college to be like. They went to classes with interesting professors; Larry
played basketball and was a member of Phi Sigma Alpha fraternity, for
which Becky was selected a Sweetheart; Becky was a member of Kappa
Gamma Chi sorority and active in other campus organizations. She and a
classmate spent the spring semester of their junior year at the University of
Lausanne in Switzerland. Larry also had time abroad as a student—serving
as a Winant Volunteer in Great Britain.
Photos from Chromascopes 1963 to 1967
One of the couple’s abiding interests from the 1960s until today is Austin College. They’ve both served on the College’s Alumni Board. They have both been named as Distinguished Alumni of the College. Becky currently serves on the College’s Board of Trustees and is completing her last year of full-time service. “It’s gratifying, important work,” she said. In those roles, Becky particularly has learned much about the financial workings of the College. She’s been surprised to learn about the challenges faced by all small liberal arts colleges.
“The middle class has shrunk,” Becky said, “and even if someone is middle class, who can afford $50,000/year to send one student to college? And we know that $50,000 doesn’t really cover the entire cost of education.”
Becky also has learned that Austin College gives substantial scholarships and grants so that no student actually pays $50,000 to attend—but where do those scholarship and grant dollars come from every year, she asks. “Someone has to make the gifts that make those scholarships possible,” she said.
Becky and Larry agree that the realities of today’s students are nothing like when they and their fellow classmates were in school, and they feel many alumni may not be aware of the complexities of the economics and the realities of current students’ lives. Becky elaborated, “I know there are some students who, if their car breaks down over the summer, can’t return to college. It’s not even a matter of if mom or dad loses a job. Just having to get a car fixed could end their education. More than 25% of today’s Austin College freshmen are first-generation students. More than 50% are from minority groups. Those statistics alone do not mean that they have financial struggles, but put a lot of those things together, and many times, we are looking at talented students with deep financial need.”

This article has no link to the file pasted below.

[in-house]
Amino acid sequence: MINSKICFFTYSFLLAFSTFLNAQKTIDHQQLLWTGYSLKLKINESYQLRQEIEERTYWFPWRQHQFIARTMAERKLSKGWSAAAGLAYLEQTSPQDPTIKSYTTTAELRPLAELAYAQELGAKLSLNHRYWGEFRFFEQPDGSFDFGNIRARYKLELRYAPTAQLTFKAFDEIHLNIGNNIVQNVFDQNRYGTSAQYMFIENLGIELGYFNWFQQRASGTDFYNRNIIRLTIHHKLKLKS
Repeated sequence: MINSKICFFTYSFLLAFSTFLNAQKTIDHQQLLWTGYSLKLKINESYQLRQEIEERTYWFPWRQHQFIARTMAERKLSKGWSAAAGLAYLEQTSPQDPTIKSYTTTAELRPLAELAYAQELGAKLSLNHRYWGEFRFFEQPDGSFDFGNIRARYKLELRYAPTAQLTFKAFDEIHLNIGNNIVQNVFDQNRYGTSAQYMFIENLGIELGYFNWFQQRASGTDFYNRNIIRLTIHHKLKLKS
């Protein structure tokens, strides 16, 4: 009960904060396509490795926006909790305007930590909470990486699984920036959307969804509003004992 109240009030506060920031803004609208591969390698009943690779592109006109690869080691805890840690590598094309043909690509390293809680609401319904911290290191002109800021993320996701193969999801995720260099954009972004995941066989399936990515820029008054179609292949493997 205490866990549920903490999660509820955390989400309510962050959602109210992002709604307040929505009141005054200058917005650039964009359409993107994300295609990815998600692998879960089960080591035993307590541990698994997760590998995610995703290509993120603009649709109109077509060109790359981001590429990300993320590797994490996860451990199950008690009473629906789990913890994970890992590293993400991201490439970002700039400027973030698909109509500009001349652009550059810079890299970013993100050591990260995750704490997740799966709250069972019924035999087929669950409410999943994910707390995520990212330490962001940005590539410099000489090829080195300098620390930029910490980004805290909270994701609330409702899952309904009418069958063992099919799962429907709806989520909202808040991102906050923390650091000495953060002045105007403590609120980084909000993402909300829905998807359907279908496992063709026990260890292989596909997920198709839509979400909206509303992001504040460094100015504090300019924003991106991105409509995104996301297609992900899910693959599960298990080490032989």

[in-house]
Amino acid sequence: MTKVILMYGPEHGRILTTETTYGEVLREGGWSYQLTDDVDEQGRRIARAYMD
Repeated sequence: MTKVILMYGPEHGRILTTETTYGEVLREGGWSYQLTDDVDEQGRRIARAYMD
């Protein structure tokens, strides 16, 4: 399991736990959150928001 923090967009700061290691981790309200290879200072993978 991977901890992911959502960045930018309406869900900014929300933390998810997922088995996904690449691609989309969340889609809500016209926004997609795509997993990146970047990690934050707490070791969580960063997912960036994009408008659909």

What to do? Like many alumni, Becky and Larry have made gifts to Austin College—for scholarships, toward building needs, for special programs, on behalf of faculty. Now that they’ve retired, they naturally are thinking about their estate plans and who will benefit upon their deaths. They have set up an estate gift so that the balance of an IRA would go to Austin College once both of them have died.
However, Larry and Becky have also seen the needs of Austin College in recent years—and recognized that all small liberal arts colleges are having the same financial stresses. “We thought that since the school is going to get that money anyway, maybe it is needed more today than it might be needed later,” Becky said. “We decided to accelerate that gift in a sort of ‘Giving While We’re Living’ campaign. We were able to challenge other alumni to match our donation to create sponsored scholarships with part of those dollars. It is thrilling to give something that challenges others to give. The Annual Fund is the lifeblood of the College, and planned/estate gifts are the lifeblood of the future of the College. Austin College has enhanced our lives so much, and giving back has brought us great joy.”